As a result, move away from focusing on short-term gains. Due to the change in the market, you may consider a more fundamental change in the way of selling and meeting the buyers’ expectations.

The reason why companies implement Sales Enablement is to:

  • Reduce ramp-up time for newly hired sales reps
  • Increase active selling through efficiency and reduced admin time
  • Align Story-telling and Value-messaging
  • Gain insights into the usage of content and sales behavior

5. Which Stakeholders are involved in Sales Enablement?

The key to a successful implementation of a Sales Enablement initiative is an executive sponsor. Secondly, thorough preparation is needed, where management needs to clarify and prioritize a wide range of strategic and organizational matters. Lack of executive support is a crucial contributor to failure.

Far from everyone in an organization will benefit from the effects of a Sales Enablement tool, but Sales and Marketing will be profoundly affected, as well as management and sales excellence.

Analyze which functions and persons who will be affected the most, having an overview of areas of possible resistance. Decide the best timing for when and how to involve the different departments and employees.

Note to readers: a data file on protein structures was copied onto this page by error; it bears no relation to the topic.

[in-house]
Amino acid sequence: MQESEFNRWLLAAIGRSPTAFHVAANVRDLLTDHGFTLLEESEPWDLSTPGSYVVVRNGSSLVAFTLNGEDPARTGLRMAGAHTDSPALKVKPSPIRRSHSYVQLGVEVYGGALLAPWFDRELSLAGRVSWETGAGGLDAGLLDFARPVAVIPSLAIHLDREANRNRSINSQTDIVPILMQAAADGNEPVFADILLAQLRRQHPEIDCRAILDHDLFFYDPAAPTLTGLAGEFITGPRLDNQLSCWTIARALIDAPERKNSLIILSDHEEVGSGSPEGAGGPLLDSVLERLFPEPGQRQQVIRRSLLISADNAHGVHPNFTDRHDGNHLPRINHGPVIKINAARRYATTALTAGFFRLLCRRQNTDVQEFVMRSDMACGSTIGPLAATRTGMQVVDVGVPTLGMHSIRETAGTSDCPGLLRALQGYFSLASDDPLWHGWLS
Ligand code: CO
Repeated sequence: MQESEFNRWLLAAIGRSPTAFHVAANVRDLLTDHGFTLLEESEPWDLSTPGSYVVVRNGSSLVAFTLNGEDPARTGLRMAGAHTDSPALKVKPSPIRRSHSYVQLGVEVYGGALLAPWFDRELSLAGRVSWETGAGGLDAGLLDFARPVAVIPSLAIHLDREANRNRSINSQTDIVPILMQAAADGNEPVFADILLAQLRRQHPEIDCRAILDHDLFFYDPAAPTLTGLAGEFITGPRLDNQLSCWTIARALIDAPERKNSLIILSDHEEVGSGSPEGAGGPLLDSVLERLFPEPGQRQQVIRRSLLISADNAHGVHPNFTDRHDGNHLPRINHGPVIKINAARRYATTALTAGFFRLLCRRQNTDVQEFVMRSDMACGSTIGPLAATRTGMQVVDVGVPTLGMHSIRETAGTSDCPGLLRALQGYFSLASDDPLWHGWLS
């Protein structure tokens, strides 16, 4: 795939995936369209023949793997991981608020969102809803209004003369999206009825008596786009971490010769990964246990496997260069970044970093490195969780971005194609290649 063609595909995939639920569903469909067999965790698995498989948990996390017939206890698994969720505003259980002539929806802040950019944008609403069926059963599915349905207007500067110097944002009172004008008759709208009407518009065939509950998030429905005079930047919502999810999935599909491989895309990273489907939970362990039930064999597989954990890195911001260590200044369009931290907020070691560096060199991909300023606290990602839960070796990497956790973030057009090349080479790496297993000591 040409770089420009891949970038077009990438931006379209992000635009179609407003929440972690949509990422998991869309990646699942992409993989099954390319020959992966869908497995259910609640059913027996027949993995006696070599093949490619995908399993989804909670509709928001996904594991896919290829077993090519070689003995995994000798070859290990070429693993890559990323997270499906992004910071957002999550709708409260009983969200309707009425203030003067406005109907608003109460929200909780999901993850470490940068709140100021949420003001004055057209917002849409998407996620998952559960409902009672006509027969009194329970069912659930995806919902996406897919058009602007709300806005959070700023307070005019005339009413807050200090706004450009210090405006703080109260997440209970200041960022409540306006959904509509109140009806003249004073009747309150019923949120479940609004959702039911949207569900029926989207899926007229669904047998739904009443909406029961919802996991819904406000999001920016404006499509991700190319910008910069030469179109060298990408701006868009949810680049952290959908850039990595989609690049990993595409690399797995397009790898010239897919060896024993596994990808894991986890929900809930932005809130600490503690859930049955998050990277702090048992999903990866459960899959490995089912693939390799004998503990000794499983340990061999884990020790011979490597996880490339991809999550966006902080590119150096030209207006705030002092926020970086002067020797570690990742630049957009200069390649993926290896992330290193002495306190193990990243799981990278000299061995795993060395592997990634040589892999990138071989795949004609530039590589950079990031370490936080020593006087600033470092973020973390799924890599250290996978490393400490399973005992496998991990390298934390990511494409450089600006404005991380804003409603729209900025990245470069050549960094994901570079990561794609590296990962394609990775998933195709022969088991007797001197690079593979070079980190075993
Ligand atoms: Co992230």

As the main purpose of Sales Enablement is supporting and promoting engaging interactions with customers and prospects throughout the complete sales process, it is recommendable to include stakeholders from all affected and involved departments.

Stakeholders should include managers from Sales, Marketing, Excellence, and IT.

6. Who should own Sales Enablement and who to involve?

Sales Enablement has evolved so much that several organizations are building enablement departments or functions that work exclusively with Sales Enablement, Sales Acceleration, or Commercial Excellence.

However, many organizations are just getting started with sales enablement, and some questions have a big impact on the strategic choice: Who in the organization owns the Sales Enablement initiative? And who should primarily run the Sales Enablement tool?

The need to focus on both the sales process and buyers’ journeys, Sales Enablement professionals inevitably will influence strategy, technology decisions, optimize processes, and break down organizational silos.

We strongly recommend assigning a dedicated Sales Enablement Manager to be responsible for the organization’s overall sales enablement initiative, as it is cross-functional. From building the strategy, setting the team, involving all relevant areas and functions, overseeing the implementation, managing all onboarding and training, reporting, and keep all stakeholders aligned and informed. This manager should report to a key executive sponsor.

It may seem like a simple matter at first, but in reality, deciding whom to own and whom to run the sales enablement initiative and tools will influence your strategy and how it will operate.